The mining groups claim that the report did not follow the guidelines and used a hypothetical situation whereby the state assumed that gold mining had never existed in the state of California and made assumptions about the environment that were non-existent when the EIR was researched and produced.
Today’s miners use portable equipment powered by engines about the size of a lawnmower. This equipment was a common sight on California’s rivers for almost 50 years. A lawsuit by environmentalists and the Karuk Indian tribe claim this method of recovering gold impacts endangered salmon and a moratorium was placed on suction dredging in 2009 pending the release of the EIR.
Ironically, both environmentalists and miners have filed suit to block the EIR, with both groups claiming the report used flawed science. This is one of the few issues on which environmentalists and miners agree, Lindsay said.
The California DFG, while acknowledging that suction dredges remove up to 100 pounds of mercury from the rivers each year, states this amount is “insignificant.” The report concludes that all traces of suction dredge activity are erased after the next flood event.
Environmentalists still argue that is unacceptable. PLP President Jerry Hobbs questioned the logic behind the environmentalists’ claims.
“Where is the line drawn? “We’re not sure what the standard is for protecting the environment. If all traces are erased after the next flood, we’re not adding anything to the waters; we’re removing toxic mercury and not harming a single fish. How much better could it possibly be?” Hobbs said.
WMA Vice President Eric Maksymyk said the current legal battles being fought are crucial to the future of mining in California and across the United States.
While the Sierra Fund is not named in the lawsuit, Maksymyk said this group has had a lot of influence over many of the groups named in anti-mining lawsuits.
“This is much bigger than dredging. The environmental groups have discovered a methodology to stop dredging/mining and they will continue to implement this approach until they have stopped it everywhere. If this SEIR is approved by the courts, we’re all in big trouble,” Maksymyk said.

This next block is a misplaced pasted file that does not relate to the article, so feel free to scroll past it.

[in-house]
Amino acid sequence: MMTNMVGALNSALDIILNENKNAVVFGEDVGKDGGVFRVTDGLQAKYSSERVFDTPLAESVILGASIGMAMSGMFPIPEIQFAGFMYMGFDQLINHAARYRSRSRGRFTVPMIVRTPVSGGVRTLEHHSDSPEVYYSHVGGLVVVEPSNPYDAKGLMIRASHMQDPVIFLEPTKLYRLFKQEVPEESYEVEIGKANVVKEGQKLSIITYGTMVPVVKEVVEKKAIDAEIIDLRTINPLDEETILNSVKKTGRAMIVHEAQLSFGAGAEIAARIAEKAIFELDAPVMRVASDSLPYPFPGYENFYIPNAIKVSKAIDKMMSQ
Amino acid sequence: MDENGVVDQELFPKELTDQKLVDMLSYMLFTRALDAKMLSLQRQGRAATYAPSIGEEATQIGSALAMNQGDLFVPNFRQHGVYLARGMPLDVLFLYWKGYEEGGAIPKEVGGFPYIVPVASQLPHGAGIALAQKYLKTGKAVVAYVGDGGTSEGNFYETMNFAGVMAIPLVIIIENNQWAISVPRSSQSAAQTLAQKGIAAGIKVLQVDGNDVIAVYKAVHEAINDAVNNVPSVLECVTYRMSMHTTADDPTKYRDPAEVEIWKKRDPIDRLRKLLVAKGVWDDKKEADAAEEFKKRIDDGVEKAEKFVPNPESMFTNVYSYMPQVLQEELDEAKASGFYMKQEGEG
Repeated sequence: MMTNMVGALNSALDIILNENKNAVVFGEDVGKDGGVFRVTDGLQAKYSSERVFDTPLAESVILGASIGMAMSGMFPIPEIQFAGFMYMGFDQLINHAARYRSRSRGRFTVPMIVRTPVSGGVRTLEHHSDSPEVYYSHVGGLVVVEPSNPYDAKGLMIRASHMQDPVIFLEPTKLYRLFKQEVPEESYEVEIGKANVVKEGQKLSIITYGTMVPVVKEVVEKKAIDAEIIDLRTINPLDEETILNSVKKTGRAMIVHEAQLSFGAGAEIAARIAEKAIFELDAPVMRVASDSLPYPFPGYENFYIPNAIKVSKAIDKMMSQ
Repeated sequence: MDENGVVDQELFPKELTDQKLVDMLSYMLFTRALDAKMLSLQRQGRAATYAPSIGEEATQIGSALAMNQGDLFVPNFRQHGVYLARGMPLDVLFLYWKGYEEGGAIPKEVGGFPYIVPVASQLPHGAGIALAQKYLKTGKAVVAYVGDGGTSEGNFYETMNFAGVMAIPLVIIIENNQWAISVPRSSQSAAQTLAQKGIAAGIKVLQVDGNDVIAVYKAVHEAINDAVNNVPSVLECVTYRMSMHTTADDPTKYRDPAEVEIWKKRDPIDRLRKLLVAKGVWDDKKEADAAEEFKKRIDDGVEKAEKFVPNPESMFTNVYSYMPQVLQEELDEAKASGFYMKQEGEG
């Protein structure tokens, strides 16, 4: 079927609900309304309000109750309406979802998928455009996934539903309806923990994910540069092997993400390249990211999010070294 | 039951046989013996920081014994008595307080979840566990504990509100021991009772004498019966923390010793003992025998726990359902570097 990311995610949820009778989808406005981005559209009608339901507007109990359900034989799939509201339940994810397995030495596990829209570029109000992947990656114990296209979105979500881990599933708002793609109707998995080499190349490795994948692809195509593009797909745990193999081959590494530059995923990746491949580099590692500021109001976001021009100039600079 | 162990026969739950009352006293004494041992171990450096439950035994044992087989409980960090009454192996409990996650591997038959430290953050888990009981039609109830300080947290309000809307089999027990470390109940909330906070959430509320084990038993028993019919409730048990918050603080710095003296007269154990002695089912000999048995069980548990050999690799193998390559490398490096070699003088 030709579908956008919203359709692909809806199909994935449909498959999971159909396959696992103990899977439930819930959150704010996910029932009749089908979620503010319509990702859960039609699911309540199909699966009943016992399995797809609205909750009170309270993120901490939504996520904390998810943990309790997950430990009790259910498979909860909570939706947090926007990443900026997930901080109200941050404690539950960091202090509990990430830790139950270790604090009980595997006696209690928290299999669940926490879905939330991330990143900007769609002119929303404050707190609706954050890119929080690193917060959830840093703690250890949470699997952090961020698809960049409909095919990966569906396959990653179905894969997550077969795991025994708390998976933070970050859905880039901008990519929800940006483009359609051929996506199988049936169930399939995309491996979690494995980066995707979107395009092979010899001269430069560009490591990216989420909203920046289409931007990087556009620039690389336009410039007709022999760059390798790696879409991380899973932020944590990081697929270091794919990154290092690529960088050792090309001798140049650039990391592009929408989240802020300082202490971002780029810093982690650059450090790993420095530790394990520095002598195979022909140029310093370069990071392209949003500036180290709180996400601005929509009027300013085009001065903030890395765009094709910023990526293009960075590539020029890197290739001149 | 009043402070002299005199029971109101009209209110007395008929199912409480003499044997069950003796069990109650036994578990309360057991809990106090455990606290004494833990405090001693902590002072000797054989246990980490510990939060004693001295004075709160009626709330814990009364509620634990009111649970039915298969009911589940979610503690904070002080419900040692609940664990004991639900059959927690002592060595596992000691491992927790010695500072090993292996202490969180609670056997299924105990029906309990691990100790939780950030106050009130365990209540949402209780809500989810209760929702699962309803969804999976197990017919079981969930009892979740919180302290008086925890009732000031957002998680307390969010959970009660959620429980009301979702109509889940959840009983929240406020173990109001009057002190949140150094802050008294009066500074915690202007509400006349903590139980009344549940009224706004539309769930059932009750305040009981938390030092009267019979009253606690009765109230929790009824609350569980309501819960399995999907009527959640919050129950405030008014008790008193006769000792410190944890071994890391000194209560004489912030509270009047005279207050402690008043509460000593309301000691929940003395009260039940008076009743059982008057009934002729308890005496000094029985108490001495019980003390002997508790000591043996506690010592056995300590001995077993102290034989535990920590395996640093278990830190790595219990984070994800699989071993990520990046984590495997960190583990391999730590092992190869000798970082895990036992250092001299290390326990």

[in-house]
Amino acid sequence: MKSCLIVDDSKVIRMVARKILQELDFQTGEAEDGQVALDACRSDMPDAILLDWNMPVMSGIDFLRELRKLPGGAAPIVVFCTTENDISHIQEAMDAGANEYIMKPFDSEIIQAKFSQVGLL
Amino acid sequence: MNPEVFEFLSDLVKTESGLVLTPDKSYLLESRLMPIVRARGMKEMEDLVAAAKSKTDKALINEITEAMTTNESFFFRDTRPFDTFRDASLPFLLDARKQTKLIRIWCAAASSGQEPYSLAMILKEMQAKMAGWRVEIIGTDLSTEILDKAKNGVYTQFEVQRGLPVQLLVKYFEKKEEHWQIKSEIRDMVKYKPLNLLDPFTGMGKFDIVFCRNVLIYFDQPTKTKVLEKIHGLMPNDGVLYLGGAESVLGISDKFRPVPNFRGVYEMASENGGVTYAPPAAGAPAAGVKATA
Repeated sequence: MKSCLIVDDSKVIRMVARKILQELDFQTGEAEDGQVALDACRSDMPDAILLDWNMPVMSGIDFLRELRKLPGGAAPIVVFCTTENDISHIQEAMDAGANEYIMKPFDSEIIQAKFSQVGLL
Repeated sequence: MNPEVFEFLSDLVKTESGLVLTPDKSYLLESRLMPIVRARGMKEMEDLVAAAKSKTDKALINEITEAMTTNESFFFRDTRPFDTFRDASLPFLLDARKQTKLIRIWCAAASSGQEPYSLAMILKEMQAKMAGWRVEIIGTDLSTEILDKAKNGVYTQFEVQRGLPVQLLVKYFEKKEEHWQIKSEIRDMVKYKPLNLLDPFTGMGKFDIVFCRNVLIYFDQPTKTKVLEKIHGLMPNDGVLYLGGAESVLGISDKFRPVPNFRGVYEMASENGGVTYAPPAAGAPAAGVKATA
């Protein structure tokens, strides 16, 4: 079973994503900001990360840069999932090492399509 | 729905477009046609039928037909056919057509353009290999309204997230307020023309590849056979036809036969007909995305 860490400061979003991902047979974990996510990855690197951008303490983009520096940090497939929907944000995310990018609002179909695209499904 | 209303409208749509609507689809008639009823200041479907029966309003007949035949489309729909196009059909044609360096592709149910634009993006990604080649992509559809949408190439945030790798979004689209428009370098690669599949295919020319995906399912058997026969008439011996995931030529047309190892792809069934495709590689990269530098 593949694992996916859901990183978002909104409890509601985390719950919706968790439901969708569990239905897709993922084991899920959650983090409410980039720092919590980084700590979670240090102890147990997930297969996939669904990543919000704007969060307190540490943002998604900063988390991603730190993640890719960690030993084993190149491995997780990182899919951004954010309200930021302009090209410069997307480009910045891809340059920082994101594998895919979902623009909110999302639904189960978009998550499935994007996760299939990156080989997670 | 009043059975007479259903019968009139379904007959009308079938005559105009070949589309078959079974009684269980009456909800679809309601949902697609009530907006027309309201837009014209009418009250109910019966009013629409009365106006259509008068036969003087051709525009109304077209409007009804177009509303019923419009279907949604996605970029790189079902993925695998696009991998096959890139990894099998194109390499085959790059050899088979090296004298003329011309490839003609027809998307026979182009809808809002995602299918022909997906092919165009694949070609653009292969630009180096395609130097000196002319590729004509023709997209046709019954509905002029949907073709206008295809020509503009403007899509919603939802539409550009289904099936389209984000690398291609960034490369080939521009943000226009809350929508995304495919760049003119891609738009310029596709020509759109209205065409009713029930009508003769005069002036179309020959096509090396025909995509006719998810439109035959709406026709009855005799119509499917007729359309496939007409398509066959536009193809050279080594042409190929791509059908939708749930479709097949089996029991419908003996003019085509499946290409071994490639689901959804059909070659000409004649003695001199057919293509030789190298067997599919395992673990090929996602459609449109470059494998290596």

“They are smart. They pick a fight and put their resources into it. If they win California, then likely Washington state will be next. Their strategy is very clever; they use the Endangered Species Act to force an EIR. And, if the EIR doesn’t come out the way they want, they sue to change it. They are funded through the Equal Access to Justice Act, which means they get reimbursed for their legal costs, while we have to fight out of our own pockets. So, taxpayer dollars fund the attack and working people fund the defense,” he said.
“Essentially, the standards used in this SEIR to evaluate the environmental impact of dredging would result in hiking, fishing, camping or really any type of outdoor activity being subject to being banned as well,” he said.
“The two lawsuits PLP has filed — the AB120 and SEIR challenges — are likely two of the most significant mining lawsuits in our lifetimes. If we lose either one, it will have long range effects on mining. — not just dredging, but all mining. We really need everyone with an interest in preserving our rights to mine to donate to these legal cases,” Maksymyk said.
“There will be no second chance. If we win, we win big; if we lose, we lose big; there is no middle ground here. We picked a fight on the environmentalists’ grounds; now we’ve got to finish it,” he said.
Brad Jones is Editor/Content Director for Gold Prospectors Association of America.